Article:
Political Landscape

Campaign Trail 8: A multipolar election in the Afghan West 1


Herat is the second largest province of the country and the most populous after the capital. Its importance is reflected in the considerable number of parliamentary seats it is allocated, 17, and the outcome of the forthcoming elections will thus significantly contribute to defining the new parliament’s outlook. Through interviews with candidates, officials and other Heratis, AAN analyst Fabrizio Foschini got a look at the major political features of the province.

Herat province’s almost two million inhabitants will have the choice among 150 candidates on 18 September (one candidate who was recently killed and two more who were excluded are still displayed on the ballot paper). According to estimates by the local Independent Electoral Commission (IEC), as much as 850,000 votes are expected to be cast in the province. This might be optimistic, as last year the turnout did amount to around 400,000 votes for the Provincial Council and presidential elections.
Although its capital city is famous as one of the most cultivated strongholds of Persian culture in Afghanistan and, because of its long urban tradition, has a strong way of shaping the identity of its inhabitants – an ability that Kabul has partly lost with the factional in-fighting of the 1990s and the subsequent ethnic polarization -, Herat is a culturally and ethnically mixed province. Its countryside displays Pashtuns and Tajiks, different groups of Aimaqs, some Turkmens and Baluchs.

In the city itself, there also a Hazara community that constitutes the most recent wave of immigrants in the province. Although of different social backgrounds, these Hazaras settle in a single city neighbourhood, Jibraili, and are still resented as intruders by many older residents. This adds to the secluded and community-oriented approach their politics tend to acquire even in a relatively cosmopolitan urban setting like Herat city. They further differentiate themselves for the good relations they enjoy with Iran, far better than those entertained by the autochthonous Herati Shias – also known as Farsiwan (but not Tajik) – whom they probably now outnumber; the two communities may share the same confession but they seem to have different sets of candidates and political agendas.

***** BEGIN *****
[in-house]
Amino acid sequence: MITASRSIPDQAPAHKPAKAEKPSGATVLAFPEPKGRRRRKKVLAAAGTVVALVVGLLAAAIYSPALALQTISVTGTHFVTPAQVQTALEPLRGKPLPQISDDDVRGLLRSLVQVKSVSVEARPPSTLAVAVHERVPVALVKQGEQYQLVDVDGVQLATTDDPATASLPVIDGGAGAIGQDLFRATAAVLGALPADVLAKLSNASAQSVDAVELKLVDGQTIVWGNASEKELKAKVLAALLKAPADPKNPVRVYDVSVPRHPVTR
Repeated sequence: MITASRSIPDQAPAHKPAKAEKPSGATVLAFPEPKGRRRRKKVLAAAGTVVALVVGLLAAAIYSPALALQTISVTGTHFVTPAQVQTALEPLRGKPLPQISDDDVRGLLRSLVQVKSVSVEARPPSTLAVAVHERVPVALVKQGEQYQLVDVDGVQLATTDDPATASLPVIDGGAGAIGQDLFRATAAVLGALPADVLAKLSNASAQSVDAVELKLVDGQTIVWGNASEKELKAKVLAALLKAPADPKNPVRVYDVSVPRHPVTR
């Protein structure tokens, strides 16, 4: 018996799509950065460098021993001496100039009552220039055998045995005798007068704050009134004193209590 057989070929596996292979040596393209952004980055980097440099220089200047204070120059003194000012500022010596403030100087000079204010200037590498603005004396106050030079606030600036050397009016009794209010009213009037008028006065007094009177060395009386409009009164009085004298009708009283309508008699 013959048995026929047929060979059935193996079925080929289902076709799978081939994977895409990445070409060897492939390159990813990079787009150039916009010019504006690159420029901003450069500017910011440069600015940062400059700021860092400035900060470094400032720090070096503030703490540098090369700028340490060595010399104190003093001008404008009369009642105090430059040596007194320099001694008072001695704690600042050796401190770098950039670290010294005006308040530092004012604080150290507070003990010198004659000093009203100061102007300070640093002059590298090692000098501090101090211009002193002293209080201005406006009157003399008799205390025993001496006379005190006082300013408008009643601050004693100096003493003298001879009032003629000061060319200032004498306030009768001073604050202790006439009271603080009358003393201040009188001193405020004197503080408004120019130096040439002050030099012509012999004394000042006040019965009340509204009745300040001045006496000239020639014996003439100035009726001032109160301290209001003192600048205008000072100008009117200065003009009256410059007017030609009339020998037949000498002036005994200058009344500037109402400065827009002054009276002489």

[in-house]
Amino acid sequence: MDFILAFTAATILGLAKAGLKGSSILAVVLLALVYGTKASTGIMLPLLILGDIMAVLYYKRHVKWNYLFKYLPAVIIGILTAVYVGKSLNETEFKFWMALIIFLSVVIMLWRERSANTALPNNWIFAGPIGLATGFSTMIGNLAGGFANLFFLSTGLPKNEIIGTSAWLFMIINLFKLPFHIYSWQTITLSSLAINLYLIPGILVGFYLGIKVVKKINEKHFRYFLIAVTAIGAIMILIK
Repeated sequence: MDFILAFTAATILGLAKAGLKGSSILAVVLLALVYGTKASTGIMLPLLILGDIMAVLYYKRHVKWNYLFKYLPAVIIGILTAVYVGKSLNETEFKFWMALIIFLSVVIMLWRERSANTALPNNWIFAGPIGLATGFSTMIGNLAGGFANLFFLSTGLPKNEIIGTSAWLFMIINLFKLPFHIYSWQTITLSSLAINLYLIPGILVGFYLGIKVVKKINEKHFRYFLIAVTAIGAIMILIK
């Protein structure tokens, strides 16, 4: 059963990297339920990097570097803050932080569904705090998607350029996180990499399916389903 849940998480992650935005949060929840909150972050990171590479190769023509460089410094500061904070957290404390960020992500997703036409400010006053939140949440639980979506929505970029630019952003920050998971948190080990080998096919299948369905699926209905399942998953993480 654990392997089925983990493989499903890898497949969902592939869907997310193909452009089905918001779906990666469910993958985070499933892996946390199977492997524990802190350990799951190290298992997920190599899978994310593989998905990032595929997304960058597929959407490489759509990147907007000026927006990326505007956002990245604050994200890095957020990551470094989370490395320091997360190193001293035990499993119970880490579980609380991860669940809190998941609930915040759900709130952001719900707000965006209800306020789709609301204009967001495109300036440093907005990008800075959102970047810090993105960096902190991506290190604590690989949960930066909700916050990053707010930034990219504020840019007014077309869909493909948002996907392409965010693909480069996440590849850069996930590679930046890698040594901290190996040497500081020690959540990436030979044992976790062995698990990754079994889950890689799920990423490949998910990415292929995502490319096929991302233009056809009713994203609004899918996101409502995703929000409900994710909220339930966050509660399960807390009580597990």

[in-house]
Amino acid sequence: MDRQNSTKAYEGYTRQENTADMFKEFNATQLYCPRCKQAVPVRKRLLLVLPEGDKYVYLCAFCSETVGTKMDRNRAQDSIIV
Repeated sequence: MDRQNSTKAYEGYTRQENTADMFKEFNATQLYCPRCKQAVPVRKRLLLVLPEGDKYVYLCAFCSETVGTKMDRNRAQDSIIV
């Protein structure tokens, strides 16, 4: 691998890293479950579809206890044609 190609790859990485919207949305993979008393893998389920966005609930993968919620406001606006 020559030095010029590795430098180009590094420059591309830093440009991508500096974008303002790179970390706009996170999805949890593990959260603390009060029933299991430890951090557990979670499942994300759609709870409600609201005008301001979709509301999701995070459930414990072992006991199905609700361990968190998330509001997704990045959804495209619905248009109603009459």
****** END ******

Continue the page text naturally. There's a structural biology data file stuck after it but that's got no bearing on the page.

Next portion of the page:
One of the more visible general trends in this year’s elections in Herat is the presence of a high numbers of businessmen running as candidates. Talking to some of the most visible candidates (judged on the basis of the quantity and dimension of their electoral posters), one realizes that they are in fact a pack of tojjar, big merchants, set out to grab a parliamentary seat. Amongst them are Munawar Shah Bahaduri, the owner of the Pamir Cola soft drinks company, and Ghulam Qader Akbar, the previous president of the provincial Department of Commerce hailing from Pashtun Zarghun district; like the former he enjoys both Pashtun tribal support in the countryside and his elite urban status. Further there are Muhammad Halim Taraki, from a big merchant family which gives the city its mayor (his brother); Farhad Majidi, a rich trader who seems to be close to the Ulema Council of Herat; Wahid Sediqi, a dealer in cooking gas making huge profits through Torghundi, the border crossing to Turkmenistan; originally from Farah province, he settled in the richer and safer environment of Herat long ago and Ali Jan Mamnun, reportedly one of the richest man in town. Last not least Muhammad Rafa Watandost who is involved in the mining business (to remind us that not every Hazara is a proletarian). This list of capitalists (who someone labeled ‘the economic mafia’) could go on much longer.

As to the motives driving this group, it is difficult to get beyond polite and patriotic answers – after all we are still in electoral campaign. But it can be assumed that the Herati entrepreneurs’ will to seeking out alliances with the Kabul bureaucrats gives another proof of their business acumen. In deep contrast with the reciprocal disdain politicians and merchants used (or at least pretended) to harbour towards each other in pre-war Afghanistan, the new nature of both business and politics are irremediably intertwined now (and that is no good development, in case of any doubt): The keys to an enduring economic fortune lie with solid contacts into the political world, just as political power is achieved and maintained to a large extent through economic leverage (preferably, with some power of intimidation in the background).